Gordon’s project ‘Proximity and Architecture—Constructing Territories’ explored the relationship between occupation, food and the city. It was shortlisted for the RIBA President’s Medal in 2012, was the runner-up in the AAA Cavalier Bremworth Unbuilt Architecture Awards 2012 and won the Team Architects Scholarship in Architecture 2012 alongside projects from his peers. Modestly, Gordon credits a lot of this to the University. “The success of this project would not have been possible without the guidance and support I received from my design tutor and course coordinator at Victoria.”

Gordon’s blog can be found at arkitekcher.tumblr.com(opposite page) Creating Territories, ARCI 411 studio project by Gordon Yung.

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Architecture History and TheorySpecialisation overviewArchitecture History and Theory is a three-year specialisation of the BAS . This programme focuses on the historical, social, political and a critical understanding of the built environment . Architecture History and Theory students at Victoria have a unique advantage of an interdisciplinary approach to learning as they share courses with Architecture, Building Science, Interior Architecture and Landscape Architecture .

In this programme, importance is placed on the originality of information uncovered, the creativity of the interpretations made and the rigour of the methodological procedures adopted . Graduates can pursue further studies by carrying out a Postgraduate Diploma in Architecture History and Theory (PGDipAHT) then move on to a non-professional Master of Architecture (MArch) .

Career opportunitiesCareer opportunities are diverse, and some require further specialised courses of study:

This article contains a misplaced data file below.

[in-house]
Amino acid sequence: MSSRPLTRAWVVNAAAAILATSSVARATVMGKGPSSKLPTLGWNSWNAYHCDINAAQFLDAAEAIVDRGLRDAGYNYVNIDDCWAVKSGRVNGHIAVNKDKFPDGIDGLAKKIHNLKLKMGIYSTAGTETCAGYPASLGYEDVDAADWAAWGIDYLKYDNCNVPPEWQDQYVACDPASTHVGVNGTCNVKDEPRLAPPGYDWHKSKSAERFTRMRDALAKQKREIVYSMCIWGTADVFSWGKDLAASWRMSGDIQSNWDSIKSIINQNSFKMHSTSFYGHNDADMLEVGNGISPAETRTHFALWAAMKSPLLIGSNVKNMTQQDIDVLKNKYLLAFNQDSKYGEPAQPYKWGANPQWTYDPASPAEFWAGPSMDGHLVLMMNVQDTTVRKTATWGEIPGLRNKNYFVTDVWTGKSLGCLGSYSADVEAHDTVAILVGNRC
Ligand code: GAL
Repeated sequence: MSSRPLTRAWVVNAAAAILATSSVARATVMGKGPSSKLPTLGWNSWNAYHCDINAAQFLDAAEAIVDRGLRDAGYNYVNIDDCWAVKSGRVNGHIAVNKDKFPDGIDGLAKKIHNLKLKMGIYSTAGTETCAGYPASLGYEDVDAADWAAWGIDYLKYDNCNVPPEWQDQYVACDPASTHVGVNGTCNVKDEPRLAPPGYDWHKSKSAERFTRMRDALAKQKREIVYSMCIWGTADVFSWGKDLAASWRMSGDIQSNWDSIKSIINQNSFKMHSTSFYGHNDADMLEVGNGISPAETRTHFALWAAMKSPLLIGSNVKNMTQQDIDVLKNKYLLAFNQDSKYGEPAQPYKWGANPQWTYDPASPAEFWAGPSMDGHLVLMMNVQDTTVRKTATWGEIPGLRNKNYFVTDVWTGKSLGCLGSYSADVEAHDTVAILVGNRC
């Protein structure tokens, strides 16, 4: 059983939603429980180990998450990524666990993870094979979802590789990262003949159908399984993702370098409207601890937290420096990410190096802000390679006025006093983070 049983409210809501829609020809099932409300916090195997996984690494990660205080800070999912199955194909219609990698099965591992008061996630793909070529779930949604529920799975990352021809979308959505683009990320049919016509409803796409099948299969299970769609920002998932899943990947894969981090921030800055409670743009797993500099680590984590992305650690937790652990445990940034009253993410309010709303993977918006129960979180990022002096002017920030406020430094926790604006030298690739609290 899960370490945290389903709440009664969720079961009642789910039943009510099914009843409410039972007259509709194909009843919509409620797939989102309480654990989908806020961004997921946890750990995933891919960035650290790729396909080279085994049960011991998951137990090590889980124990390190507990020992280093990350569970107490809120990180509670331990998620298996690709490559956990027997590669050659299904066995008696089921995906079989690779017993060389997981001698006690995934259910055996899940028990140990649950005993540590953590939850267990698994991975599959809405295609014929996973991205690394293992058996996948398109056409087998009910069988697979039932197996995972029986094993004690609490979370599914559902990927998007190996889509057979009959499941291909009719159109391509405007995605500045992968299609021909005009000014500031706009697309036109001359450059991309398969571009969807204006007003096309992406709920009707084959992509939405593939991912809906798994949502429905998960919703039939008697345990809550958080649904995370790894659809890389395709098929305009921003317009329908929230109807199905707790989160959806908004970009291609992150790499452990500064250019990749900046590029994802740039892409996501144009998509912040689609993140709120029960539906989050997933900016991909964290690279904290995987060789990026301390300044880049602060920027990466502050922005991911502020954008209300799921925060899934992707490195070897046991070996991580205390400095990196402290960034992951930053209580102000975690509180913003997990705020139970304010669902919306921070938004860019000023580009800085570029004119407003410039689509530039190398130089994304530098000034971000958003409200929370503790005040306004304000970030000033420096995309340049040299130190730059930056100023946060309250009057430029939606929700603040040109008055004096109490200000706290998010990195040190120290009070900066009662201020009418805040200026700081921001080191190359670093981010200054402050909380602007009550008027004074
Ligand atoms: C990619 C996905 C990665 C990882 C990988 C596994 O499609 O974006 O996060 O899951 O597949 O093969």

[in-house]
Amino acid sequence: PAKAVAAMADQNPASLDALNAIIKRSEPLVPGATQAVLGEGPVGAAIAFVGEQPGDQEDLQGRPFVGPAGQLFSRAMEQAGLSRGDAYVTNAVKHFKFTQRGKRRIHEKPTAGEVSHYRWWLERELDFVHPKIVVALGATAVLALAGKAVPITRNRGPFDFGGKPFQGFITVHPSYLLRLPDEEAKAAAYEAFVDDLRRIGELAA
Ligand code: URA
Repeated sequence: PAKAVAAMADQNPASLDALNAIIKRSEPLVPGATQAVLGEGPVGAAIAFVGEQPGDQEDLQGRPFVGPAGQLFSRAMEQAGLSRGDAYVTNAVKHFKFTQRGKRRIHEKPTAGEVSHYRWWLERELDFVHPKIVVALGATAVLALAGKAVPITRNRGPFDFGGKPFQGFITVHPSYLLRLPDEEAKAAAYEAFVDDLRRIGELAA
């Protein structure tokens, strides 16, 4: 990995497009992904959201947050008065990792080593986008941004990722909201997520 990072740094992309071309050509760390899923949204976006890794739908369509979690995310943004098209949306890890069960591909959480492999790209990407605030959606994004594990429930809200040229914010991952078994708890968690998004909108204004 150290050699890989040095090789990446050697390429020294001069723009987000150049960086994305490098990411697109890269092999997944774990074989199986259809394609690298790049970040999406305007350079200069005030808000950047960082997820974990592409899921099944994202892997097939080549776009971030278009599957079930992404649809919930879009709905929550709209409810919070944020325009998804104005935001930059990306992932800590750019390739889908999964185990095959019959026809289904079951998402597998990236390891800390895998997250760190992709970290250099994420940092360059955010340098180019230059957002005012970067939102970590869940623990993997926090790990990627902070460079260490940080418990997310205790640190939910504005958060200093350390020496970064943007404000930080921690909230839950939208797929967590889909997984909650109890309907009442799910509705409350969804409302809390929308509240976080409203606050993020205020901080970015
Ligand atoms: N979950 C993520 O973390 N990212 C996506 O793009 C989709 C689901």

architectural conservator

archivist

critic or writer

curator

historian

theorist

librarian

museum researcher .

Undergraduate degree structureYear oneYear one of the BAS in Architecture History and Theory provides you with a diverse learning experience from the artistic to the scientific and from sustainable concerns to communicating design concepts . This provides you with a foundation to understand the built environment which you will take into graduate studies in your history and theory specialisation .

Year oneSARC 111 Introduction to Design Processes

SARC 112 Design Processes

SARC 121 Introduction to Built Environment Technology

SARC 131 Introduction to Sustainability in the Designed Environment

SARC 151 Introduction to Design History and Theory

SARC 161 Introduction to Design Communication

SARC 162 Design Communication

and one elective course

(opposite page) Final-year project by Master of Architecture (Professional) candidate Sam Skogstad.

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Years two and threeYears two and three teach students to acquire key skills and knowledge and a solid foundation in terms of history and theory, urban design, Pacific culture and heritage . Students in years two and three can take history and theory courses within the Landscape and Interior Architecture programmes . Students can also combine their studies with a wide variety of theory-based subjects including Culture+Context, Art History, Classics or History .

Year twoYear two requires a total of 120 points that include at least two courses from:

ARCI 251 History and Theory of Architecture

INTA 251 History of Interior Architecture

LAND 251 Landscape Architecture History and Theory

SARC 251 History of Building Technology

and elective courses to the value of 90 points*

Year threeYear three requires a total of 120 points that include two courses from:

SARC 351 Urban Design Theory and Practice

SARC 352 Pacific Designed Environments

SARC 353 History of Architecture

SARC 354 Interior Heritage Conservation

and elective courses to the value of 90 points including 45 points at 300 level from courses labelled ARCI, INTA, LAND or SARC*